I found a variety of fibers that were easily available at no expense. Dishcloths, small fruit bags for oranges and tangerines and a variety of vegetable bags provided rolls of scrim. I now had a collection of strings, threads and fibers to play with. I rolled, pressed and pinched the fibers over the surface, using the threads and strings as if I was drawing, working intuitively and responding to the possibilities as the clay and the fibers worked together. Sometimes I buried the fibers; sometimes I exposed them rippling over the surface of a folded form. I decorated the forms with slips, splashing and painting them on. When dry, I cracked areas and exposed the crazed lines that were like a very fine drawing. I coiled large pots using the fibers as decoration and as a support for the shape. I also added feathers for decoration. The flat forms could be easily hung up, and the folded forms I stapled onto cardstock with battens on the back. The three-dimensional forms, if carefully handled, were quite permanent.

I also made 5" x 5" (13 cm x 13 cm) tiles using red, grey and dark brown clay decorated with slips of white, red and black. I decorated the tiles with slips and burnished some of them. Others I modelled in low-relief or impressed with natural and humanmade objects. I found that water-based paints could be used very successfully on a damp clay surface. All the creative processes--tiles, slabs, pinched and coiled forms--were made without the use of a wheel or a kiln. Unless I dropped a piece or it ca,he into contact with water, it remained unchanged. I mounted most pieces on wood boards or cardstock.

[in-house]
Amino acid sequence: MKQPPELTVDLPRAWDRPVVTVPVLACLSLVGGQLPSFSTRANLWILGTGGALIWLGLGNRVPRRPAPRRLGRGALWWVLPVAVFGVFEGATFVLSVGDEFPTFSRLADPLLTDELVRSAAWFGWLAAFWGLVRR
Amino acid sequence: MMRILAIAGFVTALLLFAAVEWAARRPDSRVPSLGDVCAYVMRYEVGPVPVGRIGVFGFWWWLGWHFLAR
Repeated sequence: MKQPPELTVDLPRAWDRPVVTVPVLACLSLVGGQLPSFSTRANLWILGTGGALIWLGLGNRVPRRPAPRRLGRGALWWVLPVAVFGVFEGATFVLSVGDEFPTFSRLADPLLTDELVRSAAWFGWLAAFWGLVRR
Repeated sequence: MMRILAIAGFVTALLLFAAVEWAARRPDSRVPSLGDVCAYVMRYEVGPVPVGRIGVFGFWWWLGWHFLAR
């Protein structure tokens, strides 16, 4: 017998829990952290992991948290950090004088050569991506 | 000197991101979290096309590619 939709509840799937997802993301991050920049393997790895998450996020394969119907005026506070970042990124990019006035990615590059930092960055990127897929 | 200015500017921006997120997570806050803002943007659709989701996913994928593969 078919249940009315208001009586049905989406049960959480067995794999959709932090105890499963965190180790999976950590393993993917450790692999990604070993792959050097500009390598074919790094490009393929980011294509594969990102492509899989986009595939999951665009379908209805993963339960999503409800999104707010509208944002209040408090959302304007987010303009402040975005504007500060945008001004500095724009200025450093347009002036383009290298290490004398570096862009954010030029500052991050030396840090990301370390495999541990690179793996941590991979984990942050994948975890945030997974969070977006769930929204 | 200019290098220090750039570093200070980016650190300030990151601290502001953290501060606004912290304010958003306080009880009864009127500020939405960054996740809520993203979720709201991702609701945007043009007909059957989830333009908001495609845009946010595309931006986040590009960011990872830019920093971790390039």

In the classroom

Later, I volunteered to teach a short clay course in a local primary school to a group of ten to eleven-year-old children. I planned eight projects of three hours each, and covered all the areas of learning I had researched. The children responded with enthusiasm and open minded curiosity, accepting every challenge I presented to them.

I introduced clay mark-making, collage techniques and simple picture-making, using slip on paper to develop the students' clay drawing language. We then made a clay tile, decorating it with slips using a brush, sponge and scraper. To develop students' sense of touch, I made a variety of "feely" cards using fibers, fur, pins, stones, etc., and "feely" boxes using spaghetti, jello, eggs, etc. I blindfolded the children and asked them to feel the different textures. It was great fun with lots of "ooh's" and "ah's."

We made tiles of different surface textures using human-made and natural objects. I introduced the concept of three dimensions through observation of natural objects, such as shells, driftwood and seed-heads. The students then modelled these objects from small balls of clay. We then took slabs of clay into the environment and made impressions of car tires, grids, walls, leaves, twigs, etc., comparing different textural qualities. Some children collected a variety of natural objects from the playground and made small gardens with leaves, twigs and stones impressed into clay slabs. I linked all the projects with a history of art and ceramics, showing paintings, drawings, pots and ceramic sculpture.

Clay changing into ceramic is fantastic, but the magic of fire is expensive. Financial restrictions should not put the medium of clay out of the school curriculum or anyone's learning and creative experience. Clay, and the objects that form from it, has so much to offer!

Paula Veldardei Rudd is an art educator living in Lancaster, England.
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Author:Rudd, Paula Veldardei
Publication:School Arts
Date:Mar 1, 1990
Words:1076